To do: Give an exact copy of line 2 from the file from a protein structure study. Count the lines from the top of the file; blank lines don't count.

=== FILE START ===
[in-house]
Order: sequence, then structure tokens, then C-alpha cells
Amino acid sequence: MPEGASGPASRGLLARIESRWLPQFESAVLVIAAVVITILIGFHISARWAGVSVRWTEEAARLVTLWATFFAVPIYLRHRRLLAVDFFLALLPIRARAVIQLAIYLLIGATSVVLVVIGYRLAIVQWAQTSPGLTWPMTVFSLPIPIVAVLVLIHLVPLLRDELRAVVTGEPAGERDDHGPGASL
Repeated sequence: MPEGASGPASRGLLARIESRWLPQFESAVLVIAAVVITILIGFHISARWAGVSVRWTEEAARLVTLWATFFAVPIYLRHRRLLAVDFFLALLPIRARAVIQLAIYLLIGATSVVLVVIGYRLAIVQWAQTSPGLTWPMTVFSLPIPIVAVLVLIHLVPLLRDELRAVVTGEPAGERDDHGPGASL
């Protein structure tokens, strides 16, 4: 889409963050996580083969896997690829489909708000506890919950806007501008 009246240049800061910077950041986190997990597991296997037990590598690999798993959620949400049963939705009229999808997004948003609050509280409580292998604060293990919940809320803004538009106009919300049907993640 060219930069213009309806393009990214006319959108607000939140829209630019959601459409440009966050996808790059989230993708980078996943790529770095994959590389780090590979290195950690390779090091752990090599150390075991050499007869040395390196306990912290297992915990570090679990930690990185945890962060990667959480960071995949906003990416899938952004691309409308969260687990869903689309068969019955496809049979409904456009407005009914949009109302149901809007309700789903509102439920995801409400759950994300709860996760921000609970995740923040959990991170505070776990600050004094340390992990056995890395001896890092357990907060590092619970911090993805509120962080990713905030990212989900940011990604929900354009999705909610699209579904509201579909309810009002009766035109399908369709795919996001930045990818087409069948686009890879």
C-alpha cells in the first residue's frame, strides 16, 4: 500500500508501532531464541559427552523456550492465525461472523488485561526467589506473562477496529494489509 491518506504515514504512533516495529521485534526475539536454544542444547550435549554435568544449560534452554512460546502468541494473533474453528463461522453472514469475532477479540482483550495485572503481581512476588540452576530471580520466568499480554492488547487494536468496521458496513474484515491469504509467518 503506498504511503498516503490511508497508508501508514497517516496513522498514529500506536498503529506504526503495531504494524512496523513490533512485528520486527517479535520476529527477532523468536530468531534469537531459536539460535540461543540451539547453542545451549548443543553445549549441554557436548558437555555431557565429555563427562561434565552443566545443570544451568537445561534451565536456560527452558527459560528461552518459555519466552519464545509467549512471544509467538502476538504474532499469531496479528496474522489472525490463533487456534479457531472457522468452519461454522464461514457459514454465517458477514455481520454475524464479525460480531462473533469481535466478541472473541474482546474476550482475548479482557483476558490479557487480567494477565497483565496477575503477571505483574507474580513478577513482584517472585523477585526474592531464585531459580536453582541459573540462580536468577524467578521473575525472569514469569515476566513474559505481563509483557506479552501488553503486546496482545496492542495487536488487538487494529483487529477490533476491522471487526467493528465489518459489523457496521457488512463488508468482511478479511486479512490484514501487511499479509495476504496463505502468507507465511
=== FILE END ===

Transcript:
Order: sequence, then structure tokens, then C-alpha cells